Deal reached over Minnesota wild rice sulfate standards
ST. PAUL, Minn. (AP) – Lawmakers have reached a compromise with Gov. Mark Dayton’s administration that would temporarily prevent regulators from forcing mining companies to invest in new treatment technologies to protect wild rice from sulfate discharges.
The compromise will allow water permit renewals for iron mines, including U.S. Steel’s Minntac operation, to go forward without complying with current sulfate limits until new rules are ready from the Minnesota Pollution Control Agency, Rep. Carly Melin told Minnesota Public Radio on May 14 (http://bit.ly/1KRAp1C ). The MPCA would not force companies or wastewater treatment facilities to spend money to reduce sulfate discharges to qualify for permits in the meantime.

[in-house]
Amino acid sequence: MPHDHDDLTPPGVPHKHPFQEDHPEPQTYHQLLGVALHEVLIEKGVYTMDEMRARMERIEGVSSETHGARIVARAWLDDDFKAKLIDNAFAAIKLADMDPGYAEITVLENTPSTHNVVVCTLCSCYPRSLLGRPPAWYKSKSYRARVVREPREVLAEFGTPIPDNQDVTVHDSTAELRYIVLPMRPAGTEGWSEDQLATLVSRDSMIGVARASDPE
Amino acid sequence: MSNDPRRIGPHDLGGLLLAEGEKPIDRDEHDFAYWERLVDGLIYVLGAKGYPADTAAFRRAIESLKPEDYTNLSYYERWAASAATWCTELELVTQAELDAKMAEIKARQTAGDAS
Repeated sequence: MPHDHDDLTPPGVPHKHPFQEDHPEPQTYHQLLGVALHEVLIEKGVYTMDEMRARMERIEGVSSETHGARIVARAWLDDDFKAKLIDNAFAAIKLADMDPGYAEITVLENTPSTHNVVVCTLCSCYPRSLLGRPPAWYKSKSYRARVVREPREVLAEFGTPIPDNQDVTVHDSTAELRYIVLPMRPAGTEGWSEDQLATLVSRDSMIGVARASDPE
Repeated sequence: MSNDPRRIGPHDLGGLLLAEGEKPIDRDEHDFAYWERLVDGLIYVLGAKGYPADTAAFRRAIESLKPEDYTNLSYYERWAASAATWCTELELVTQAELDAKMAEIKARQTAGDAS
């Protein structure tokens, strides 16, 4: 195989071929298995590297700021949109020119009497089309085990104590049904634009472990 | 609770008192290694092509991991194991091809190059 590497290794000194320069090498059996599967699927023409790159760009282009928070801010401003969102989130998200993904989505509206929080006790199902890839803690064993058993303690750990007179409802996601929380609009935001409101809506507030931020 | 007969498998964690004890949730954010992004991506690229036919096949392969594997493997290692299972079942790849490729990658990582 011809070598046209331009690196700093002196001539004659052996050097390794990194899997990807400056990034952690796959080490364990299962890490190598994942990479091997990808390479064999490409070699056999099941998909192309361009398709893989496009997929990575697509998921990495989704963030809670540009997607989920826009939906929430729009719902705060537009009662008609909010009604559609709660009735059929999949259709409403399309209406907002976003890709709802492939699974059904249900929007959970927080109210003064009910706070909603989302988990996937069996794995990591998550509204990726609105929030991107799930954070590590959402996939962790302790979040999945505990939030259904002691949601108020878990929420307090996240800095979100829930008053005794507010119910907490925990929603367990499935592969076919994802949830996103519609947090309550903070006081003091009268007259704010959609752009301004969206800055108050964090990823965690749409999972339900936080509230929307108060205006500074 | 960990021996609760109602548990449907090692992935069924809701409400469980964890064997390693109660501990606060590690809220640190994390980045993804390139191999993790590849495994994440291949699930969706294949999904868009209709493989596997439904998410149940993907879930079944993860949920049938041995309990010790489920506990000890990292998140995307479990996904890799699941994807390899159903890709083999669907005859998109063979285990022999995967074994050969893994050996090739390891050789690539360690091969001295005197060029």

Once the new rules are in place, the compromise would allow the MPCA to reopen those water permits and enforce its new standards.
“All we’re saying is, OK, let’s take a breather over these next couple of years here and operate the same way we’ve operated for the previous 130 years until all the science is in, all the science is complete, all the rules are complete,” said Melin, DFL-Hibbing.
A 1973 law limits sulfate discharges into waters that grow wild rice to 10 milligrams per liter, but the state hasn’t tried to enforce that standard until recently. Responding to objections from mining companies and northern Minnesota lawmakers who say the rule is outdated, the MPCA in March proposed a new approach for sulfate rules, which involves looking at the conditions in individual lakes and rivers where wild rice grows. Those rules are still being developed.
Environmental groups have urged the state to enforce the existing standard in the meantime.